Contact: Lara Johnson, pager: (510) 873 3699

Press Conference to be held on 15 March 1999 @ 12 noon (Ides of March) Outside Oakland Federal Building, 1301 Clay St, Oakland. Class Action Lawsuit Hotline: (510) 273 2474

Attornies Katya Komisaruk and Bill Simpich will be filing two class action lawsuits against the CIA and Department of Justice (DoJ) on behalf of people who have been harmed by the importation of tons of cocaine into California's metropolitan areas.

The lawsuits - one in Southern California and one in Northern California - are based on a secret agreement between the CIA and DoJ officials, which led to policies protecting, rather than stopping, drug trafficking in crack cocaine.

Each lawsuit concerns two groups of people affected by the crack epidemic: plaintiffs, largely African American, who experienced harms on an individual basis (loved ones killed in drive-by shootings, babies born addicted to crack, etc.); and plaintiffs who experienced injuries suffered by the community as a whole (emergency rooms inundated, business districts gutted, schools becoming danger zones, etc.).

Participation in the Southern California lawsuit is open to qualified residents of the Cities of South Central Los Angeles and Compton. Participation in the Northern California lawsuit is open to qualified residents of the Counties of Alameda, Contra Costa, San Francisco, San Mateo and Santa Clara. Residents of these localities can apply to join our cases, but are also free to file their own lawsuits.


The proof of CIA and DoJ official's roles in the crack cocaine epidemic comes directly from testimony and documents made public through congressional investigation, from the10/08/98 Report furnished by the Inspector General of the CIA, and from the 1989 Kerry Report.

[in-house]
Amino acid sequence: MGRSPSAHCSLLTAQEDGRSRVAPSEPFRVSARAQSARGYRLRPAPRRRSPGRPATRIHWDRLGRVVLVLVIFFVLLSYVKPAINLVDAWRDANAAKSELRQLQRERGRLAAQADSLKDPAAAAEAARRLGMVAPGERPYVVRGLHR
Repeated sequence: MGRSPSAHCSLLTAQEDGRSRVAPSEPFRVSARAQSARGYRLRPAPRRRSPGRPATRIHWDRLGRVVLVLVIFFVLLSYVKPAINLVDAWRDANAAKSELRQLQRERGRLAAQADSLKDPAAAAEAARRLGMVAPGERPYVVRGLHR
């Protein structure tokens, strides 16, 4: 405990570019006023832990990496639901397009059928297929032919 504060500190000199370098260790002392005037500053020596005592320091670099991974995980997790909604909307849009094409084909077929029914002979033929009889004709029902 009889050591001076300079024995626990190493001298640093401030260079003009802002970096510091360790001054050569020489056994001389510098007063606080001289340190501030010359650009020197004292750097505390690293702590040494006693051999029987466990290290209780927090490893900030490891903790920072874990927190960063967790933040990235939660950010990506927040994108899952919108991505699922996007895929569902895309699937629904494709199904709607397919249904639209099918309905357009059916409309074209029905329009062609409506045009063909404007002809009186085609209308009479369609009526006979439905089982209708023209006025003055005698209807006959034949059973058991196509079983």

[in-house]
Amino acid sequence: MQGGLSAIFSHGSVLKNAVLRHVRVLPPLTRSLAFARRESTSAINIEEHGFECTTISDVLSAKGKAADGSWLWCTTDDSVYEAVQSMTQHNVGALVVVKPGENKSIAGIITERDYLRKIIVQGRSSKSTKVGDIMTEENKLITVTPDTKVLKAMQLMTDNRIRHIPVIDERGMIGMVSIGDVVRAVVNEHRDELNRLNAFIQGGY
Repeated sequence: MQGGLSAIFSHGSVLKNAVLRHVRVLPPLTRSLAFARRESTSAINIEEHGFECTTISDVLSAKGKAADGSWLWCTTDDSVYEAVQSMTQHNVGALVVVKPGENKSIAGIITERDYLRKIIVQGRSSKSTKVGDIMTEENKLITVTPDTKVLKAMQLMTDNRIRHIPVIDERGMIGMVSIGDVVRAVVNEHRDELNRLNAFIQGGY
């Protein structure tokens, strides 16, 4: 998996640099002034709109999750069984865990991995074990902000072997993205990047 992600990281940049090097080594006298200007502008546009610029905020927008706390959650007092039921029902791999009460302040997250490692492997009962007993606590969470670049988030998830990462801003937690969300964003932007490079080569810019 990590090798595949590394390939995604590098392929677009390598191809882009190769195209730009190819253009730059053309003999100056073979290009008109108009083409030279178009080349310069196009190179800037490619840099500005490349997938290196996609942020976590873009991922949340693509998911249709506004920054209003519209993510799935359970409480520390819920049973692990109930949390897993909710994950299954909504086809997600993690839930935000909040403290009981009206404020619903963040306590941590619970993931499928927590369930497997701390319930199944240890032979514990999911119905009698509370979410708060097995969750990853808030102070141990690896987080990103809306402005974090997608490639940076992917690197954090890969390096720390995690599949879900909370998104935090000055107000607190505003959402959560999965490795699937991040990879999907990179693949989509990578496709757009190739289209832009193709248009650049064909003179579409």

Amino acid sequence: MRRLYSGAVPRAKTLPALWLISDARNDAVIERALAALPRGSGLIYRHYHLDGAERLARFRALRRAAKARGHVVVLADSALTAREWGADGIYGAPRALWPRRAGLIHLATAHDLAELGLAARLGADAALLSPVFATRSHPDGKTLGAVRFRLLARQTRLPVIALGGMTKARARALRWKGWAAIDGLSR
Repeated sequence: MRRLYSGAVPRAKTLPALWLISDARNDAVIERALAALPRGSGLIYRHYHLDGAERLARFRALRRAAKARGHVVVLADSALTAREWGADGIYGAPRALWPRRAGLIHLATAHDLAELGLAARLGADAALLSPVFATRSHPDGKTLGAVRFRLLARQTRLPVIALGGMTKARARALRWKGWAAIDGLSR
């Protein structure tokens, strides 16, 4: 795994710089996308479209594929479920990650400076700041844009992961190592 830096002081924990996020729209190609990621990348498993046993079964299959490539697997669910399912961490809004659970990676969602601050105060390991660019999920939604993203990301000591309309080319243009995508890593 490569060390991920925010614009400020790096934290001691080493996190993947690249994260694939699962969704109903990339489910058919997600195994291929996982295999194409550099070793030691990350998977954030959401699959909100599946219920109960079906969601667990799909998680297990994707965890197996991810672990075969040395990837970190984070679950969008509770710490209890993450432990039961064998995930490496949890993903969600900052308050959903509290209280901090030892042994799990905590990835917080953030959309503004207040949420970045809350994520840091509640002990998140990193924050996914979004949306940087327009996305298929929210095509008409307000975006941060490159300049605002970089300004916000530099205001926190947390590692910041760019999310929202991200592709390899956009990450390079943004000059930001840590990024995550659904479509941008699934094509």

On March 16, 1998, CIA Inspector General Frederick Hitz appeared before the House Intelligence Committee to report on his investigation of the CIA, the Contras and crack cocaine. Hitz testified that beginning in 1982, the CIA entered into an undisclosed agreement with the Department of Justice, allowing CIA officers to refrain from reporting drug trafficking by its "agents, assets, and non-staff employees".

Hitz admitted "there are instances where the CIA did not in an expeditious or consistent fashion, cut off relationships with individuals supporting the Contra program who were alleged to have engaged in drug trafficking activity, or take action to resolve the allegation."

When asked by Congressman Norman Dicks of Washington, "Did any of these allegations involve trafficking in the United States?", Hitz's answered "yes." Hitz acknowledged that the CIA knew of drug trafficking allegations "regarding dozens of individuals and a number of companies connected in some fashion to the Contra program or the Contra movement."

Through the secret agreement, the CIA and DoJ attempted to exempt the CIA >from reporting about the drug trafficking of persons "employed by, assigned to, or acting for an agency within the intelligence community."

However, the CIA/DoJ agreement violated a federal statute, 28 USC 535, which "imposes a duty on every department and agency in the Executive Branch to report promptly to the Attorney General any information, allegations or complaints relating to possible violations of [criminal law] by officers and employees of the government."

The private CIA/DoJ agreement attempted to get around this federal law by redefining the term "employee" to mean only full-time career officials - as opposed to persons "employed by, assigned to, or acting for an agency within the intelligence community." In addition, the secret agreement violated Executive Order 12333, issued in 1981, which required the reporting of drug crimes.

In the opening phase of crack epidemic, between 1982 and1986, CIA officers and sources received reports concerning major cocaine importers in the Bay Area, Norwin Meneses and Danillo Blandon.

These suppliers funneled vast quantities of cocaine to "Freeway Rick" Ross, who proceeded to flood South Central Los Angeles with a new, low-cost product - crack.

There is documentation showing that the CIA was informed about this and other sources of Contra-supplied crack cocaine. But the CIA remained silent as shipment after shipment of this new intensely addictive form of the drug spread throughout South Central Los Angeles and Compton.